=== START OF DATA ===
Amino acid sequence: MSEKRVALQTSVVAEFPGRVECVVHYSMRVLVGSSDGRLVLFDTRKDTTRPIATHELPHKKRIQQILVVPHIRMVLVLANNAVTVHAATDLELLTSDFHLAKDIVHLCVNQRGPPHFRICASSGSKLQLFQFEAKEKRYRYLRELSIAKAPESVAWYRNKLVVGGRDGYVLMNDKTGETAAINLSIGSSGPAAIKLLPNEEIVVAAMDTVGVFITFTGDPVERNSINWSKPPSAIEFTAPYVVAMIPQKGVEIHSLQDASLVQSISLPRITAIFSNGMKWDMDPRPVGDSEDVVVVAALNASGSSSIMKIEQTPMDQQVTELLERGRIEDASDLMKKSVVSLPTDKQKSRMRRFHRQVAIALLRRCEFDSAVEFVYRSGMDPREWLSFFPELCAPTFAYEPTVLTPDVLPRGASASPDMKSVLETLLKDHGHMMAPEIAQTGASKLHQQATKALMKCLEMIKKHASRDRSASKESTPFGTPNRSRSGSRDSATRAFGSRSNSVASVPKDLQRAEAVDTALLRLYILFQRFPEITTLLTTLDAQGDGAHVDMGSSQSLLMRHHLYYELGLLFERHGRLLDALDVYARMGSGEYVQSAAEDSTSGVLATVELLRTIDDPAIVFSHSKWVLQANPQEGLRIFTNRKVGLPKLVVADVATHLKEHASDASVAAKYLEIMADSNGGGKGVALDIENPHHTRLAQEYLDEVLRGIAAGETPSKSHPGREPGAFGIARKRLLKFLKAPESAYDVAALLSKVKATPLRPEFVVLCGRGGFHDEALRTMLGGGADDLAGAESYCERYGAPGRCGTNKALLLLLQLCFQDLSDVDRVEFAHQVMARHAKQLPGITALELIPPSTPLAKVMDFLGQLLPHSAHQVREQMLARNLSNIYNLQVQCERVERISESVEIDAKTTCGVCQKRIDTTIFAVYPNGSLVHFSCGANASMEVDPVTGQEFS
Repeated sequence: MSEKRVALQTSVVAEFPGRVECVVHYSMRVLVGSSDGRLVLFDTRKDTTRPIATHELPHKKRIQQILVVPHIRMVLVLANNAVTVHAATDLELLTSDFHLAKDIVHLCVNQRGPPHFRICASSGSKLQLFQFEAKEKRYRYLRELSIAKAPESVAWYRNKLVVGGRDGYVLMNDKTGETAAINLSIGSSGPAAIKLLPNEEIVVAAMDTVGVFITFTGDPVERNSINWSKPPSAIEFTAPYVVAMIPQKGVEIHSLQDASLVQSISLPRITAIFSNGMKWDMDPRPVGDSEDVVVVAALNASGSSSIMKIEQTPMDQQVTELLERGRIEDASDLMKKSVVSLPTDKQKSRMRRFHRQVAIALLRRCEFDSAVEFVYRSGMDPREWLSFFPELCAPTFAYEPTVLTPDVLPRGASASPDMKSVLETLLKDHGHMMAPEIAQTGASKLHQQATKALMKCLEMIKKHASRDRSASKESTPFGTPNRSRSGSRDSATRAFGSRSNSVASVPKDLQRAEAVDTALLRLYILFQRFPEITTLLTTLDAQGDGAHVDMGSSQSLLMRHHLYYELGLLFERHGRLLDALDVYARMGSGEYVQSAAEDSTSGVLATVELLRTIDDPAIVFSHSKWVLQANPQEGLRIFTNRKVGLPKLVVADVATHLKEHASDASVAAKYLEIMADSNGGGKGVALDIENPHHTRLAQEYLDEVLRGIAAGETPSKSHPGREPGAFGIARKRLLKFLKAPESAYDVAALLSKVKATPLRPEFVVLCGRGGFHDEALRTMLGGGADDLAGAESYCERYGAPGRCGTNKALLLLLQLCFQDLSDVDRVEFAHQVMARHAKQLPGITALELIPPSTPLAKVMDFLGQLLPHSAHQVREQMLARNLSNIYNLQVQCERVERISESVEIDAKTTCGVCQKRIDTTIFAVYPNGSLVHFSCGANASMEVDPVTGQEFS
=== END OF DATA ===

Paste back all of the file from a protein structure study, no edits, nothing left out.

Amino acid sequence: MSEKRVALQTSVVAEFPGRVECVVHYSMRVLVGSSDGRLVLFDTRKDTTRPIATHELPHKKRIQQILVVPHIRMVLVLANNAVTVHAATDLELLTSDFHLAKDIVHLCVNQRGPPHFRICASSGSKLQLFQFEAKEKRYRYLRELSIAKAPESVAWYRNKLVVGGRDGYVLMNDKTGETAAINLSIGSSGPAAIKLLPNEEIVVAAMDTVGVFITFTGDPVERNSINWSKPPSAIEFTAPYVVAMIPQKGVEIHSLQDASLVQSISLPRITAIFSNGMKWDMDPRPVGDSEDVVVVAALNASGSSSIMKIEQTPMDQQVTELLERGRIEDASDLMKKSVVSLPTDKQKSRMRRFHRQVAIALLRRCEFDSAVEFVYRSGMDPREWLSFFPELCAPTFAYEPTVLTPDVLPRGASASPDMKSVLETLLKDHGHMMAPEIAQTGASKLHQQATKALMKCLEMIKKHASRDRSASKESTPFGTPNRSRSGSRDSATRAFGSRSNSVASVPKDLQRAEAVDTALLRLYILFQRFPEITTLLTTLDAQGDGAHVDMGSSQSLLMRHHLYYELGLLFERHGRLLDALDVYARMGSGEYVQSAAEDSTSGVLATVELLRTIDDPAIVFSHSKWVLQANPQEGLRIFTNRKVGLPKLVVADVATHLKEHASDASVAAKYLEIMADSNGGGKGVALDIENPHHTRLAQEYLDEVLRGIAAGETPSKSHPGREPGAFGIARKRLLKFLKAPESAYDVAALLSKVKATPLRPEFVVLCGRGGFHDEALRTMLGGGADDLAGAESYCERYGAPGRCGTNKALLLLLQLCFQDLSDVDRVEFAHQVMARHAKQLPGITALELIPPSTPLAKVMDFLGQLLPHSAHQVREQMLARNLSNIYNLQVQCERVERISESVEIDAKTTCGVCQKRIDTTIFAVYPNGSLVHFSCGANASMEVDPVTGQEFS
Repeated sequence: MSEKRVALQTSVVAEFPGRVECVVHYSMRVLVGSSDGRLVLFDTRKDTTRPIATHELPHKKRIQQILVVPHIRMVLVLANNAVTVHAATDLELLTSDFHLAKDIVHLCVNQRGPPHFRICASSGSKLQLFQFEAKEKRYRYLRELSIAKAPESVAWYRNKLVVGGRDGYVLMNDKTGETAAINLSIGSSGPAAIKLLPNEEIVVAAMDTVGVFITFTGDPVERNSINWSKPPSAIEFTAPYVVAMIPQKGVEIHSLQDASLVQSISLPRITAIFSNGMKWDMDPRPVGDSEDVVVVAALNASGSSSIMKIEQTPMDQQVTELLERGRIEDASDLMKKSVVSLPTDKQKSRMRRFHRQVAIALLRRCEFDSAVEFVYRSGMDPREWLSFFPELCAPTFAYEPTVLTPDVLPRGASASPDMKSVLETLLKDHGHMMAPEIAQTGASKLHQQATKALMKCLEMIKKHASRDRSASKESTPFGTPNRSRSGSRDSATRAFGSRSNSVASVPKDLQRAEAVDTALLRLYILFQRFPEITTLLTTLDAQGDGAHVDMGSSQSLLMRHHLYYELGLLFERHGRLLDALDVYARMGSGEYVQSAAEDSTSGVLATVELLRTIDDPAIVFSHSKWVLQANPQEGLRIFTNRKVGLPKLVVADVATHLKEHASDASVAAKYLEIMADSNGGGKGVALDIENPHHTRLAQEYLDEVLRGIAAGETPSKSHPGREPGAFGIARKRLLKFLKAPESAYDVAALLSKVKATPLRPEFVVLCGRGGFHDEALRTMLGGGADDLAGAESYCERYGAPGRCGTNKALLLLLQLCFQDLSDVDRVEFAHQVMARHAKQLPGITALELIPPSTPLAKVMDFLGQLLPHSAHQVREQMLARNLSNIYNLQVQCERVERISESVEIDAKTTCGVCQKRIDTTIFAVYPNGSLVHFSCGANASMEVDPVTGQEFS